I knew before we ever even saw the inside that this house was the one. Don´t know if it´s how this one somehow reminds me, just a little bit, of the house I grew up in on Peniston. Or if it´s because I did a little research and was able to find out who the owners had been, adding a bit of intimate history to the place. I do know that seeing Mrs. Telgenhoff´s letters on her desk in the study, seeing their books on the shelves, meeting the neighbor, Richard, with eyes that reminded both Gustavo and me of my dad, and hearing of how she (Darlene) used to invite him daily for coffee on the porch all played a very important part in my feeling that this was the house I had been waiting to know. It has soul. Like no other house we have seen. And it is the one that I knew would reveal itself to me one day. That day was last Saturday. And today, they told me it would be ours.
I’m gonna try like there’s no tomorrow to win one of these beauties! Check it out + join me.
He is always there. As soon as we walked in tonight, Noa wanted to get his dad dressed up to play soldiers. And know what? As soon as dinner was over, he did. I love that man.
PS This is just a stage. In the future, we will have long, in-depth discussions, but for now, l’m not sayin’ anything. Soldier boy!
I’m so amazed by you. Constantly. There have been some really profound moments, though, when you’ve done things that really made me stop and realize how much of an individual you are. Driven by something deep within. Something I admire so much because I can’t always find it within myself. It sets you apart. You are special. I’m so proud of you. I love you more than I can say.
Oh boy, oh boy! The trip is planned and we’re countin’ the days. I found, quite by accident, an apartment in our old neighborhood, just a few blocks away from Sarmiento. I can’t believe how lucky I was to come across the listing on VRBO. It’s just a short walk to our favorite plazita, our old supermercado, Montserrat, and close enough to walk to the metro or Plaza Nunoa. Abuela will join us there and we’ll spend two weeks doing all the things we used to love doing when we lived there. Walking to the panaderia for warm, fresh bread, to the pasteleria for bunuelos stuffed with moras and covered with powdered sugar, to the kiosk for chewy calugas. I can’t wait to buy my hubby an Escudo. I want to take Matilda to the Banos Turcos on Manuel Montt for some pampering. A bar-b-q at the Santuario de Naturaleza, a visit to TIPS to see old school friends, and the fondas. We’ll be there for Fiestas Patrias, three days of food, drink, music, dance, and artesania to celebrate Chilean independence. I can’t wait to share a pisco sour on the balcony with my mother-in-law and my husband, as the kids sleep soundly, and we absorb the amazing view of the Andes, which always have such a profound effect on my soul. The majesty of those mountains, and the way they make everything around seem so much grander and more marvelous is what I miss most about that country. If we could do nothing more than sit on that balcony with abuela, enjoying the view, and just being there, I would be completely satisfied. I wonder if I’ll want to go back after this trip. To live. Living between two countries is wonderful. But at the same time, it is so hard. Someone is always left behind. And there is always longing.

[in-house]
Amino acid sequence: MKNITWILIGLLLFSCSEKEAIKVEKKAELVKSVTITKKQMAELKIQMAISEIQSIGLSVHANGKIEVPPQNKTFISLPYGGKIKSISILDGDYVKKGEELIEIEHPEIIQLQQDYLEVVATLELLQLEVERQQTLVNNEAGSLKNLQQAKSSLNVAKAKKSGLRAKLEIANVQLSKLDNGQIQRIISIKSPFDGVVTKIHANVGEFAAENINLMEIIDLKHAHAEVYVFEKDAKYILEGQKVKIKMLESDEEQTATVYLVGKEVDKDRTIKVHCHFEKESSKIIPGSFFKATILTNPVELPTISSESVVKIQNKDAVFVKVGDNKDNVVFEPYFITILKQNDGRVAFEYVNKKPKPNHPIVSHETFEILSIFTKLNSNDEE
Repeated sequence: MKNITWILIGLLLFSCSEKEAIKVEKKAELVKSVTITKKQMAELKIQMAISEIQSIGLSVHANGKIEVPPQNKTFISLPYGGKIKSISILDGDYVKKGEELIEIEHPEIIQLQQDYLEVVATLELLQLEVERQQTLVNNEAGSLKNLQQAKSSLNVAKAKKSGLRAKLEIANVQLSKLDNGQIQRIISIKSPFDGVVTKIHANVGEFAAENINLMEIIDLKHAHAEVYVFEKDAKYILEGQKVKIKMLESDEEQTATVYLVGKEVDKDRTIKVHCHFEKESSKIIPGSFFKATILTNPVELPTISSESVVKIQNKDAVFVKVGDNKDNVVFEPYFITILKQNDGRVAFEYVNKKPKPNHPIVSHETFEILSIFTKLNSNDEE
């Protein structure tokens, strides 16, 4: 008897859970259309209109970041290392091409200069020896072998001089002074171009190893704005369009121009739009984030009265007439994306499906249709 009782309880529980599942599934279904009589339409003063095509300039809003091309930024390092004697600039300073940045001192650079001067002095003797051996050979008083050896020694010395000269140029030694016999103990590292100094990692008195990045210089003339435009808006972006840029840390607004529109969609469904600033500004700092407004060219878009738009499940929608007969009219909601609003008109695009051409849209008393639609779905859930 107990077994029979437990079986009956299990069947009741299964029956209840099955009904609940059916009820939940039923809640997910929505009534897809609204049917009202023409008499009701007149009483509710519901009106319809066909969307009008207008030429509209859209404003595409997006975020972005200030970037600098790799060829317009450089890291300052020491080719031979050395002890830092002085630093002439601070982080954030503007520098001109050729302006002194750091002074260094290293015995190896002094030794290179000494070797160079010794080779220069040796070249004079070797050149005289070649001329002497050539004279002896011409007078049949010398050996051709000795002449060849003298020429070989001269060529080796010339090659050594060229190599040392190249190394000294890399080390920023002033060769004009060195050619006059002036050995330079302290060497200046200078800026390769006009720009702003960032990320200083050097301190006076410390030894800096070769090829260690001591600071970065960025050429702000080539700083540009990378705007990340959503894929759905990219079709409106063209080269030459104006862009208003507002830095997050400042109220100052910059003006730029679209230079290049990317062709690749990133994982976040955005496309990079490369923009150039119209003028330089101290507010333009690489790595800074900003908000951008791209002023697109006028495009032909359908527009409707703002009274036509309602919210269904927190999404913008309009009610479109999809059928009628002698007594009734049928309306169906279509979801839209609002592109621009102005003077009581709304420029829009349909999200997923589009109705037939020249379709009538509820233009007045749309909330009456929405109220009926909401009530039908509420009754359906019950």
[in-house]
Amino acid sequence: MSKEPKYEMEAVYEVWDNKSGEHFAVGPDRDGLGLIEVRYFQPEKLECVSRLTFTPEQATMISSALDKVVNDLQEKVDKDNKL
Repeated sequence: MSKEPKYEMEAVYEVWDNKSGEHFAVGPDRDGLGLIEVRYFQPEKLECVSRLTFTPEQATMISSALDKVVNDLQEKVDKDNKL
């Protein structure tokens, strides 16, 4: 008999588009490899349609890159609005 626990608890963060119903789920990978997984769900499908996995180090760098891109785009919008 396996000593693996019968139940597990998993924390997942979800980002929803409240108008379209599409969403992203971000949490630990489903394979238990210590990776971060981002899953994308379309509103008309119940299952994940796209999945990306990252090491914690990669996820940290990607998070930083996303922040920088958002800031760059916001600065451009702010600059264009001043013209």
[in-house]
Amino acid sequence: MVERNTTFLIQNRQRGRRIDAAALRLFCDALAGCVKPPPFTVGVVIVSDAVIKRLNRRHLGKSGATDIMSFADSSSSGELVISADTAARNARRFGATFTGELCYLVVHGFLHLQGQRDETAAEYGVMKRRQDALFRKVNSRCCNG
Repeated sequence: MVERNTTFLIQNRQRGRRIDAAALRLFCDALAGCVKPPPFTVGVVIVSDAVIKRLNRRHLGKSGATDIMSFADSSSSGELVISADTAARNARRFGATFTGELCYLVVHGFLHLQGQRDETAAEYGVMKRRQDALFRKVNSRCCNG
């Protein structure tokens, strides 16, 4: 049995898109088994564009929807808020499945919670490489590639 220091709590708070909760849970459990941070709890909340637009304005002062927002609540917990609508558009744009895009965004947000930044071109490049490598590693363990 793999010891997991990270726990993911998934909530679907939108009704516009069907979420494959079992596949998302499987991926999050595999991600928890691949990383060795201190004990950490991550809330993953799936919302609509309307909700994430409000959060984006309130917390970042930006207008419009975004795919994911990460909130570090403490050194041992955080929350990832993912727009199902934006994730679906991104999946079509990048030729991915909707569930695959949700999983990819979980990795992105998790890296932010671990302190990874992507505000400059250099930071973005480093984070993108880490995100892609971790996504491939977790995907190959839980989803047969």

It’s so easy to get kid love. All I had to do tonight was agree to let him have a sip of my soda. The look on his face, as he sipped way more than he knew he should have, was absolutely adorable. When he noticed that I noticed that he had already taken way too much, he reached his little arms out to me for a reassuring and grateful hug. “I love you so much,” I told him. “Do you love me?” “More than you can imagine” he answered. I wonder if he can possibly imagine just how much I love him?
And on top of all of that, he’s recently discovered, and is very into, Beetle Bailey. How cool is that? “Peekaboo, oh General, Sir”. “Peekaboo to you, you boob”. Umghhh. I LOVE HIM!
An Unschooling friend, Laura Garbers, recently asked for some thoughts on unschooling for an article she plans to write. The following is my email message to her. It’s nice to put the thoughts in words from time to time and to watch how we evolve along the journey…
I’d love to help you with the article.
As I may have mentioned before, I was a teacher for about 15 years. I chose teaching because I feel a strong connection to children, but also for quite practical reasons as a then single mom.
Those years teaching convinced me that there are many more negatives than positives within the educational system. Even the most dedicated and caring of teachers cannot possibly possess the ability to relate to, appreciate, care for, guide, and understand her students the way a parent does. I felt that I had to be 25 different people for twenty five different children, sometimes more. One child required a firm, confident, guiding hand, while another needed very soft, delicate, and gentle encouragement. One needed to romp and sing and express himself, while another needed a quiet corner, where he could think and dream. Satisfying all those individual needs within the constraints of a system based on blocks of time and test scores and group management always left me feeling inadequate, stressed, and unsatisfied at the end of the day. I was fighting a losing battle because there is no way to provide what each child needs, only what the system needs. And so began my disillusionment with institutionalized education. By the time my son James was in fifth or sixth grade, I not only had my own teaching experiences causing me to seek something more appropriate and fulfilling, but also his experiences as a student. He was extremely self motivated, writing zines which he sold on the internet, running his own internet business selling caps for graffiti art (and I’m talking 1994, before I even used the internet myself!), producing all ages shows at the Faubourg Center in the Marigny, renting the space, booking the bands, and collecting $ at the door. He was 10, and his teacher told me he was “unmotivated”, didn’t complete homework assignments, and that perhaps therapy might help! I was livid, you can imagine. But I understand that she, nor any teacher for that matter, has the time, the ability, or the freedom to help children develop their interests. Teachers don’t have time for real learning. They have time for training and not much else. So it was at that time that I read The Teenage Liberation Handbook. I’ll never forget it. I bought it down in the Quarter at Bookstar and it sparked the fire. I still have that copy and cherish it.